Oportun Personal Loans: 2024 Review

Oportun personal loans offer an accessible alternative to payday and high-interest loans. Still, rates are high compared to other lenders.
Annie Millerbernd
By
Last updated on August 28, 2023
Edited by
✅ Fact checked and reviewed
Kim Lowe
Edited by
✅ Fact checked and reviewed

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Our Take

3.5

NerdWallet rating
The Nerdy headline:

Oportun loans may be a fit for borrowers with no credit history looking to borrow a small amount of money for an emergency or income gap.

Jump to:Full Review
Oportun
Oportun

Est. APR
29.00-35.95%
Loan amount
$300 - $10,000
Min. credit score
None
on NerdWallet

Pros

  • Pre-qualify with soft credit check.
  • Co-sign and limited secured loan options.
  • Accepts borrowers new to credit.
  • Small loans starting at $300.
  • Community Development Financial Institution.

Cons

  • May charge an origination fee.
  • High rates.
  • No option to change your payment date.
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3.5
29.00- 35.95%
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Full Review

Oportun is an online and storefront lender that makes installment loans to low- and moderate-income applicants with limited or no credit history. The lender says it provides loans to fair- and good-credit borrowers, too, but those consumers likely have lower-cost borrowing options elsewhere.

Oportun’s rates are high, but below the 36% maximum annual percentage rate that many financial experts and consumer advocates consider affordable. Though Oportun helps borrowers establish and build credit, a personal loan may not be the best way to go about it. If your only goal is to build credit, consider other options first.

» MORE: Best personal loans for bad credit

Table of Contents

Oportun personal loans at a glance

Minimum credit score

None; this lender accepts borrowers with no credit score.

APR

29.00% - 35.95%.

Fees

  • Origination fee: 0% to 8%.

  • Late fee: $5 to $15 or up to 5% of the unpaid amount.

  • Nonsufficient funds fee: Up to $15.

Loan amount

$300 to $10,000.

Repayment terms

1 to 5 years.

Time to fund after approval

1 to 4 days.

Loan availability

Loans not available in CO, CT, IA, ME, MD, MA, NY, WV or Washington, D.C., according to Oportun’s website.

  • This is an advertisement for a consumer loan, subject to credit eligibility. Not available in CO, CT, IA, MA, ME, MD, NY, WV and Washington, D.C. Loans in AZ, CA, FL, ID, IL, MO, NJ, NM, TX, UT, and WI are originated by Oportun Inc. California loans made pursuant to a California Financing Law license. NV loans originated by Oportun, LLC. In all other states, loans are originated by MetaBank, N.A., member FDIC. Terms, conditions, and state restrictions apply. See oportun.com for details.

Where Oportun personal loans stand out

Loans for applicants with thin or no credit history: Oportun says it aims to help borrowers establish and build credit history, so a credit score isn’t required to qualify. The lender reviews information like income, rent and utility payments, and how much money you have left over at the end of each month, to qualify you.

Small loans: Oportun loans can be as small as $300, which is a much lower minimum amount than most other personal loans. These loans can be used for small, short-term emergencies or income gaps. They may be an affordable alternative to payday loans.

Joint loan option: You can add a co-borrower with better credit or income to improve your chances of qualifying or getting a lower rate. With a joint loan, your co-borrower shares responsibility for repayment, so any late or missed payments affect both of your credit scores.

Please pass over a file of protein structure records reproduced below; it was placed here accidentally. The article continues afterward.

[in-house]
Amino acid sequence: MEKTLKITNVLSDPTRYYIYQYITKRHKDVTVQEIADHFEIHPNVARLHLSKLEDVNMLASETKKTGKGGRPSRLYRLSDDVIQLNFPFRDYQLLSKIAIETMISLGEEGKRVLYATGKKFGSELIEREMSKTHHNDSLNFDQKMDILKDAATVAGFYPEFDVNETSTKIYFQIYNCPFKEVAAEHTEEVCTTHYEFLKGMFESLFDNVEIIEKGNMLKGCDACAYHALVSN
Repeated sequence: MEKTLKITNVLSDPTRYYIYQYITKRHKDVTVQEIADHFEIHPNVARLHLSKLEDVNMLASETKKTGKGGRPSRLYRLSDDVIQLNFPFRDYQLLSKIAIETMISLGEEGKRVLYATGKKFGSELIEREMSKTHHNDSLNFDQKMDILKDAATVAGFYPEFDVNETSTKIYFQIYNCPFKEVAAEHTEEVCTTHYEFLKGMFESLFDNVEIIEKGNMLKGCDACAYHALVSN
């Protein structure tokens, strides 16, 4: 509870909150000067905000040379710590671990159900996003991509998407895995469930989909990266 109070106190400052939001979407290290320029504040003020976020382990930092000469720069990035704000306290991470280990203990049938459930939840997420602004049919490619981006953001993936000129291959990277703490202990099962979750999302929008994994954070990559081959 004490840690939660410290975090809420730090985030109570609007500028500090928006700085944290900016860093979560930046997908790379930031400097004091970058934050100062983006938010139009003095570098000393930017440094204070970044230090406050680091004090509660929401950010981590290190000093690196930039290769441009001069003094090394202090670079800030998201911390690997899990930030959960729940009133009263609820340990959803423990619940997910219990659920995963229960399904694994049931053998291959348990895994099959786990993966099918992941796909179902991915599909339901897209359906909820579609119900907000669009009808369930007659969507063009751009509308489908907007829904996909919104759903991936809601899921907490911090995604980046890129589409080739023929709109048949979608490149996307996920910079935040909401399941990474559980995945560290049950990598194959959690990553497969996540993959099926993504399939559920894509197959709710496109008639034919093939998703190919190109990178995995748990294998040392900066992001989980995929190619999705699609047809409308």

Hardship program: Depending on the circumstances, Oportun may defer or reduce payments for borrowers struggling to pay, or it may rewrite the loan to lower the interest rate and monthly payments and extend the repayment term.

Community focus: Oportun is a federally certified community development financial institution, which means its primary mission must be promoting community development. The lender offers free financial coaching to customers and provides job assistance and financial support through partnerships with other organizations.

Where Oportun personal loans fall short

High rates: Though Oportun loan rates are below 36%, the lender’s starting rate is high compared with other online lenders whose APRs can start below 10%. Compare rates from other lenders to be sure you’re getting the best offer.

Origination fee: Oportun may charge an origination fee up to 8% of the loan amount. The lender takes this fee from the loan before sending you the funds, reducing your loan amount by up to a few hundred dollars. Be sure the loan amount is still enough to cover your expense after the fee is applied.

No option to change your payment date: Before signing a loan agreement, Oportun says it allows borrowers to choose from a few payment dates that coincide with their job’s pay schedule. After that, the date cannot be changed. It’s common for a lender to let borrowers change their payment date at least once during repayment to accommodate changes in income or expenses.

Do you qualify for an Oportun personal loan?

Oportun is a borrowing option for those with thin or no credit history, but the lender says it may not be the right choice for those with damaged credit. A low credit score may not disqualify you from getting an Oportun loan, but a history of missed or late payments toward credit cards and other loans won’t get you far with this lender.

Borrowers must be at least 18 years old and have a valid ID to apply for an Oportun loan. Here are the lender’s minimum requirements to qualify.

  • Minimum credit score: None. The lender says about half of its new customers don’t have a credit score when they get a loan.

  • Minimum monthly net income: $500. Borrowers must provide proof of regular income from employment, alimony, retirement, child support and Social Security payments.

  • Maximum debt-to-income ratio: None. Oportun reviews borrowers’ debt payments and other living expenses to determine approval and loan amount.

Here’s a snapshot of the average Oportun borrower, according to the lender:

  • Average monthly net income: $4,000.

  • Average loan amount: $4,308.

  • Average loan APR: 34.78%.

  • Average loan term: 32 months.

  • Common loan purposes: Bill payments, debt consolidation, emergencies, to build credit and to buy or repair a car.